|Assignment 2: Publication History|
|1. Other Editions:||At the book’s initial publication, Random House offered a regular first edition of Portnoy’s Complaint (list price $6.95) and a “limited, signed edition” ($15.00). As far as can be determined, there were no actual differences between the regular edition and the limited edition other than the author’s signature; technically, then, there was only one Random House “edition” of the novel.|
|4. First Edition printings or impressions?||There were definitely at least seven print runs for the first edition of Portnoy’s Complaint, and there were probably several more. The first print run was, according to Publishers’ Weekly, an ambitious, “whopping 100,000 copies,” which quickly sold out and was followed within a week of the novel’s February 21, 1969 publication date by a second and third run of 50,000 copies each. Although the first edition copy of the book examined for this project confirms that there was a fourth print run, its exact volume is undetermined.
Because the total volume in print for the first edition (hardcover) has been established as 450,000, there were probably several more print runs beyond the seven that can be determined for this project.
|5. Editions from other publishers?|
|6. Last date in print?||The latest printed version of |
|7. Total copies sold?||Total sales, as of 1975: 3,866,488 copies (combined 447,188 hardback and 3,419,300 paperback).|
|8. Sales by year?||1969 Sales: 418,000 copies sold.
Publishers’ Weekly reports that, according to Dick Krinsley of Random House, “275,000 copies were sold only two days after pub date.”
|9. Advertising copy:||New York Times three-quaters-page advertisement, upper right of page 41, on February 21, 1969 (official pub date):
Today you can get Portnoy’s Complaint [very large white stylized letters against black background]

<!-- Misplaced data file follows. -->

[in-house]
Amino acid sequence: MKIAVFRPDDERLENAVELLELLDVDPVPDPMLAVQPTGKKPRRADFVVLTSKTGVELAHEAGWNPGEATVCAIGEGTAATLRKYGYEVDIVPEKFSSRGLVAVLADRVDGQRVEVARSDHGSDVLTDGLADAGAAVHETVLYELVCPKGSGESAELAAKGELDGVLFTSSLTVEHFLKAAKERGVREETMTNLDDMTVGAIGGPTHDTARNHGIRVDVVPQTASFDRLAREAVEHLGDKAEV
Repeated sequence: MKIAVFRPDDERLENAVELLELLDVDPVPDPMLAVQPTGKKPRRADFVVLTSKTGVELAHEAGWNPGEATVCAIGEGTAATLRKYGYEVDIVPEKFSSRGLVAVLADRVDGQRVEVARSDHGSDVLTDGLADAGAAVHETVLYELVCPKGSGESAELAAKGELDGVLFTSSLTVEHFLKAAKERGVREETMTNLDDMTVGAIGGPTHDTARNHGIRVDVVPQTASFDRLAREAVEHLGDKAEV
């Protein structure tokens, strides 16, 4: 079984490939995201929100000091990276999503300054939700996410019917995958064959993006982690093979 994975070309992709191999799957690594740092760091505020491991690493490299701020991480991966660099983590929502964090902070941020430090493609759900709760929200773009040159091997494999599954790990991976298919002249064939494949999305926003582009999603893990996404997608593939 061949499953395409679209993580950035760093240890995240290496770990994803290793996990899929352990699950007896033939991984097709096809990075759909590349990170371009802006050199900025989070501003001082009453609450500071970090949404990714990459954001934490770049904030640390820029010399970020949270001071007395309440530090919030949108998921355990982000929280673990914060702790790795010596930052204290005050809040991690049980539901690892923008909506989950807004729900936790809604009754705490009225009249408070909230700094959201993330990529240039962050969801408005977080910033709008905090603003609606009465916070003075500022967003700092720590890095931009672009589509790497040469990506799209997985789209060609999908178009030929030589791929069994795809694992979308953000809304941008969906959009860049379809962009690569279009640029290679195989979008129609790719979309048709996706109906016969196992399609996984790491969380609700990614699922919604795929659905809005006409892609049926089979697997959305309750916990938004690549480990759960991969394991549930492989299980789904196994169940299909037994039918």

Portnoy’s Complaint (port’-noiz kem-plant’) n. A disorder in which strongly-felt ethical and altruistic impulses are perpetually warring with extreme sexual longings, often of a perverse nature.
Portnoy’s Complaint [large black stylized letters]
1st Printing 150,000 copies
$6.95, now at your bookstore, RANDOM HOUSE [publisher’s colophon]
|11. Other promotion?||Publishers’ Weekly’s “Forecast” on December 30, 1968, for Portnoy’s Complaint predicts a “[m]assive campaign” for promoting the book, though otherwise the archive of PW does not yield many further details on how exactly Random House promoted the novel. (In fact, Random House did not advertise Portnoy’s Complaint at all in PW, neither before its publication nor in the year afterwards.)
Likewise in several major newspapers (New York Times; Chicago Tribune; Washington Post, Times Herald), print advertising is surprisingly sparse until the novel’s actual pub date. Apparently, the excitement and anticipation over the novel was generated from extended feature articles in wide-audience magazines such as Life and Time, as well as Roth’s proven success as a young literary talent with Goodbye, Columbus (National Book Award Winner, 1960) and other novels and short stories. Previously published sections of the novel also gave readers an advance look into the novel as it was being constructed in 1967 and 1968.